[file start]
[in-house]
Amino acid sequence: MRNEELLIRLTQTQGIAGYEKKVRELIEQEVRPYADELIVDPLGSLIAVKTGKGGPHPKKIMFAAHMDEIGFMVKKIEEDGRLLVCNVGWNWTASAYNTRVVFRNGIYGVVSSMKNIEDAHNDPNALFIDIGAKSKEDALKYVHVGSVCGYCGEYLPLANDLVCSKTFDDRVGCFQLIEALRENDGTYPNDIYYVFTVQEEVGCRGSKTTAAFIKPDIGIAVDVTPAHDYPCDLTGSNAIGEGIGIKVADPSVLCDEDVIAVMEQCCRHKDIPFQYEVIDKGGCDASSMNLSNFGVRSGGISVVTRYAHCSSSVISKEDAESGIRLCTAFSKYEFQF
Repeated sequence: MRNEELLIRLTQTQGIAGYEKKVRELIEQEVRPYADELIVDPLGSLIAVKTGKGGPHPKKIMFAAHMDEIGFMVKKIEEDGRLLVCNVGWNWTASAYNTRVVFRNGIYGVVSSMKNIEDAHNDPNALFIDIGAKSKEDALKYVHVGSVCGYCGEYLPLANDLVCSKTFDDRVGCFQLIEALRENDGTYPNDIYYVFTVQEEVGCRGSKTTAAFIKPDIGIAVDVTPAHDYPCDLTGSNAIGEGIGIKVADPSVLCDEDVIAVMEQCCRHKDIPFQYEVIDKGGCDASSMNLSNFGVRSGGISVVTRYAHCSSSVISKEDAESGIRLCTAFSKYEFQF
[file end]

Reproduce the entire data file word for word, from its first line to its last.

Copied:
[in-house]
Amino acid sequence: MRNEELLIRLTQTQGIAGYEKKVRELIEQEVRPYADELIVDPLGSLIAVKTGKGGPHPKKIMFAAHMDEIGFMVKKIEEDGRLLVCNVGWNWTASAYNTRVVFRNGIYGVVSSMKNIEDAHNDPNALFIDIGAKSKEDALKYVHVGSVCGYCGEYLPLANDLVCSKTFDDRVGCFQLIEALRENDGTYPNDIYYVFTVQEEVGCRGSKTTAAFIKPDIGIAVDVTPAHDYPCDLTGSNAIGEGIGIKVADPSVLCDEDVIAVMEQCCRHKDIPFQYEVIDKGGCDASSMNLSNFGVRSGGISVVTRYAHCSSSVISKEDAESGIRLCTAFSKYEFQF
Repeated sequence: MRNEELLIRLTQTQGIAGYEKKVRELIEQEVRPYADELIVDPLGSLIAVKTGKGGPHPKKIMFAAHMDEIGFMVKKIEEDGRLLVCNVGWNWTASAYNTRVVFRNGIYGVVSSMKNIEDAHNDPNALFIDIGAKSKEDALKYVHVGSVCGYCGEYLPLANDLVCSKTFDDRVGCFQLIEALRENDGTYPNDIYYVFTVQEEVGCRGSKTTAAFIKPDIGIAVDVTPAHDYPCDLTGSNAIGEGIGIKVADPSVLCDEDVIAVMEQCCRHKDIPFQYEVIDKGGCDASSMNLSNFGVRSGGISVVTRYAHCSSSVISKEDAESGIRLCTAFSKYEFQF